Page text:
If we haven’t mentioned it before, New Zealand is almost unreasonably beautiful. Any drive can be extended by several hours just to give you time to slow down and take advantage of the incredible views. In New Zealand you share the driving, not to avoid tiredness, but to allow everyone a fair opportunity to just gaze out of the window for a couple of hours. One of the absolute best drives that we have done so far was southwards through the top of Te Urewera National Park to Lake Waikaremoana in the middle.The drive takes you along a largely unsealed gravel track that winds down through the mountains and along the river. We both love this kind of driving so it was an equally rewarding drive for both driver and passenger. We are both susceptible to car sickness but felt none of it on this journey, perhaps we were too absorbed.Lake Waikaremoana is the starting point of one of New Zealand’s Great Walks and you have to book months in advance for a slot to tackle the full length during the summer months, which we had not done. The Lake Waikaremoana track is a 4 day walk and we decided instead to just do the first 90 minutes of the first day and 90 minutes back to the car park. It turns out that this is the most challenging climb of the whole walk but as we weren’t carrying 4 days worth of food we couldn’t really complain. It certainly was a tough climb and we passed many trampers laden down with packs for the full walk who looked like they weren’t having a great deal of fun. Ultimately though, we were the jealous ones, because we would have loved to do the full walk. It was absolutely achingly gorgeous.A particular treat was Panekiri Bluff where James got nervous about Caro falling off the edge and we sat and had lunch with a pretty good view.If you are unable to secure huts on the Great Walks, or the thought of a multi-day hike doesn’t appeal to you, it is still definitely worth doing a section of them as a day walk. We have done two so far and both have been exceptional.
We had decided, pretty much at random, to spend Christmas in Taupo, and we set up camp on Christmas Eve just outside of town at Wairakei Thermal Valley Campsite. The spot was excellent because it came with a menagerie of animals including hundreds of chickens, ducks, 10 rabbits, 3 peacocks, 3 llamas, some sheep, 2 goats and a dog called China. Caro was in absolute heaven. James also got the treat of passing a large Geothermal plant on the way in to the site.It is an Aldridge family Christmas tradition to read “The Night Before Christmas” on Christmas Eve. For the past three years we have been spread all over the globe so the reading has taken place over conference call. This year was no exception and we dialled in from New Zealand, Sri Lanka and Liverpool for the occasion. Due to the drastic time zone differences we were dialling in at 6:30am on Christmas morning and the 4 alarms that we had set to make sure that we didn’t miss it duly woke us up at 6:15. Reading complete, we had a long day ahead of us and nothing much planned. This was just as well as everything in Taupo was shut. We thought we would get a bit of a leg stretch and headed to the Waikato River to do the walk to the thermal pools and Huka Falls.The river looks like it has been dyed it is so blue and the walk itself was pleasant but extremely popular. There is also a car park at the Falls so there were even more people, so the Falls are very pretty just don’t expect to have them to yourself.It had been a bit of a drizzly morning but cleared in the afternoon and we returned to camp to read in the sun for a bit. The llamas weren’t keen on letting us get back to our campsite.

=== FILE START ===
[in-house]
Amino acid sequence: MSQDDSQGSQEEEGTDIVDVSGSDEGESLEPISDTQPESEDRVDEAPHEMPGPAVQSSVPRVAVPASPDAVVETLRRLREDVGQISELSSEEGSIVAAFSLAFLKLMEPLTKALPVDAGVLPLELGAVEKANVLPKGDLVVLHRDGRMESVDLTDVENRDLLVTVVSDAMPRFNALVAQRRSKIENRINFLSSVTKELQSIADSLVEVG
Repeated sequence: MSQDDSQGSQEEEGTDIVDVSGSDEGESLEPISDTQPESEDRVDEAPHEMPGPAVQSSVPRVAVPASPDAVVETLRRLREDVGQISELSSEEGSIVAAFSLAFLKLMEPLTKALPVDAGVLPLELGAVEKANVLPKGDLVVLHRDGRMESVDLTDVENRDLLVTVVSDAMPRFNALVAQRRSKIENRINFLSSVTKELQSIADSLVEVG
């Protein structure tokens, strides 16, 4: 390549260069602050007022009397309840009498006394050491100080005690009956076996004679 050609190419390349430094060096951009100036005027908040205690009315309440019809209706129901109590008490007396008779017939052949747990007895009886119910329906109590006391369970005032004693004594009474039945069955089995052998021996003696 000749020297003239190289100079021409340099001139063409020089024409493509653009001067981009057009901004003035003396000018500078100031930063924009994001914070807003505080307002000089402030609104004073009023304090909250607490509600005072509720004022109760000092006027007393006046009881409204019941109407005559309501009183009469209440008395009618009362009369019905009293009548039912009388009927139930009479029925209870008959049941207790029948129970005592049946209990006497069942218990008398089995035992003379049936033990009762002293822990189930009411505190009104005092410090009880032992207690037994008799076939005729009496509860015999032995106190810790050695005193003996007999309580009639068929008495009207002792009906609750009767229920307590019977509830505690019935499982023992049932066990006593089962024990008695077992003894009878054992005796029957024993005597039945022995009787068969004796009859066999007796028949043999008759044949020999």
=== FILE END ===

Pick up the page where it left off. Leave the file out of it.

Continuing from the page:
Once we had managed to get around one lot of livestock and installed ourselves, Caro gained the unwanted attention from the goats.
This was in fact one of the first days when we have just sat around and one of the very few times that we have camped at the same place for two nights running. We took the opportunity of the extra time to play some cards in the sun before cooking up steaks for Christmas dinner.We enjoyed this with a bottle of New Zealand fizz followed by a cheese board and James capped off his Christmas Day with a spectacular win at canasta. We spoke with the Stones and the Kemps who were just waking up on Christmas morning and then tucked ourselves up in the tent for an early night.
The following morning brought grim weather again and we cancelled our plans to Kayak and decided instead to wander around Taupo itself. Street art has been one of our newly-discovered pleasures on this trip and Taupo has some of the most beautiful that we have seen, hidden in a car park with the bins.Kiwis love their pies and we thought we may as well indulge our Christmas stomachs just a little bit more with pies for lunch. If you happen to be in Taupo, go to the Fast and Fresh Bakery Café, they serve some truly top drawer pies.We stocked up with some gloves and hats ready for some high altitude walking and set off towards Turangi to tackle the 20km Tongariro Crossing the following day.